US says St. Kitts and Nevis Citizens helping Iranians evade sanctions

“Both parties (Rubis and the JGRA) agreed, in the meantime, that the status quo governing the business relationships between Rubis and its dealers would remain unchanged,” a release by the Ministry of Science, Technology, Energy & Mining said yesterday.

The JGRA, in its compromise, agreed to suspend protest action pending the outcome of Government’s intervention in the matter, while Rubis agreed to withdraw the imposition of the new terms imposed on its dealers, which were scheduled to take effect on January 1, 2015.

The JGRA said in a release yesterday that, following meetings with the minister and Rubis, Paulwell agreed to act as mediator in the matter and he is to meet again with Rubis on January 9, 2015 to continue mediation.

All current arrangements with Rubis and its dealers are to remain unchanged during mediation, the release said.

“I’m pleased that there is a cessation on the part of Rubis to implement new contractual terms,” Paulwell told the Jamaica Observer after the meeting. “The agreement is that those that are already abiding by the new terms will continue, and those that have not signed on to it their situation has been preserved, so they will continue [as is],” the minister said.

He added: “We are going to be doing some other work in the period up to the 9th of January when I will again meet back with Rubis. During that time, I expect to get a detailed submission from the member council for Rubis dealers on the issues.”

The main issues of contention include:

* the full implementation of a new electronic payment system;

* revision of the franchise fees; and

* the application of a prepayment policy.

On Monday, members of the JGRA, demonstrated outside Rubis’ Rockfort headquarters in East Kingston in an effort to get the company to roll back the policies that gas retailers said will hurt franchise owners financially.

The placard-bearing demonstrators lined the both sides of the road, airing their grouse about the policies which they described as “unfair and unreasonable”. They had threatened to further protest action until Rubis decided to roll back the new policies.

Rubis dealers complained Monday that, in addition to an increase in franchise fees, they were being asked to make payments in US dollars, while fuel would have to be paid upfront payment in cash before petrol delivery, which they said would eliminate the credit system.

Retail manager for Rubis Raymond Samuels, in a release after the demonstration, dismissed claims that dealers are asked to pay franchise fees in US currency. He said that franchise fees were often indexed in US dollars, but that dealers were never required to pay in US dollars. “All franchise fees are invoiced and paid in Jamaican dollars,” the release said.

At the same time, Samuels said that the granting of credit to dealers would be considered on assessment.

JGRA President Leonard Green said Monday that the changes would negatively affect the dealers.

“The (Rubis) dealers will obviously not be able to survive under these terms. Our role is to protect Jamaican entrepreneurs and keep them in business and to protect the workers. Quite a lot of them are being exposed. In the event that their businesses fail, the workers are also exposed,” Green said, adding that trade unions which represent gas station employees were on board with the JGRA on the matter.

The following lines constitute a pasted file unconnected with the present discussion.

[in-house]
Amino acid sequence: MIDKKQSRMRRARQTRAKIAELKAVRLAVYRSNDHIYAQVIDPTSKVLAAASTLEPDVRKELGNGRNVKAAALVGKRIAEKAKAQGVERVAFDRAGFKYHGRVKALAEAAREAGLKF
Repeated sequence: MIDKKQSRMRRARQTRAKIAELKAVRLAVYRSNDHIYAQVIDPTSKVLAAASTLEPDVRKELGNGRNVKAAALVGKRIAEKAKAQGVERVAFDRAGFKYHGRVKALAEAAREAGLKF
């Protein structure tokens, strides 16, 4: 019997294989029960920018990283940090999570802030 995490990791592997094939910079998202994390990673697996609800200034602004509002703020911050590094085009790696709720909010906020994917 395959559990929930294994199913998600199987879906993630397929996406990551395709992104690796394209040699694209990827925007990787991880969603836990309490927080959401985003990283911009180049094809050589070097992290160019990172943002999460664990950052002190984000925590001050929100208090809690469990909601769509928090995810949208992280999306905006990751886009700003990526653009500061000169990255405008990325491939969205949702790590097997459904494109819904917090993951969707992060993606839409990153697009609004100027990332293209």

A Corporate Area Rubis dealer, who gave his name only as Robert, said that the company was already getting credit from the Jamaican Government, through Petrojam, which he said should be extended to franchise dealers. The majority of gas stations dealers, he said, are over 65, and purchasing petrol for cash would make it difficult for them to remain in business.

 




US says St. Kitts and Nevis Citizens helping Iranians evade sanctions

Amongst the persons accused, said the US Government, are citizens of St. Kitts and Nevis. It did not name these nationals.

But the US also added that those accused of helping Iran convert various currencies into hundreds of millions of US dollars also include Iranians and citizens of Afghanistan.

This latest release brings back into focus the much publicized Citizenship by Investment Programme of St. Kitts and Nevis, especially the hotly debated and controversial SIDF option offered by the government. Recent months have featured much discussion across political party lines about actions by the Canadian Government, which dropped St. Kitts and Nevis from its short list of countries whose citizens were not required to obtain visas to enter that country.

There was also an advisory issued earlier in the year by an agency of the US Government warning its business sector about dealings with persons who are nationals of St. Kitts and Nevis and especially those whose place of origin could not be verified.

Both the US and Canada had indicated that some persons holding St. Kitts and Nevis passports were believed to be involved in terrorism or to be supporting terrorist organizations. Both Canada and the US also have bans on Iranians entering their countries. St. Kitts and Nevis however, has had Iranians participating it its CBI Programme though the Government in Basseterre has now also banned Iranians from their programme.

Though some in the opposition in St. Kitts and Nevis have sought to make a connection with the programme and the recent announcement by the US, the Americans did not specify the place of origin or birth of those St. Kitts and Nevis citizens said to be involved.

The speculations are rife however that they are economic citizens who became nations through the CBI Programme.

 

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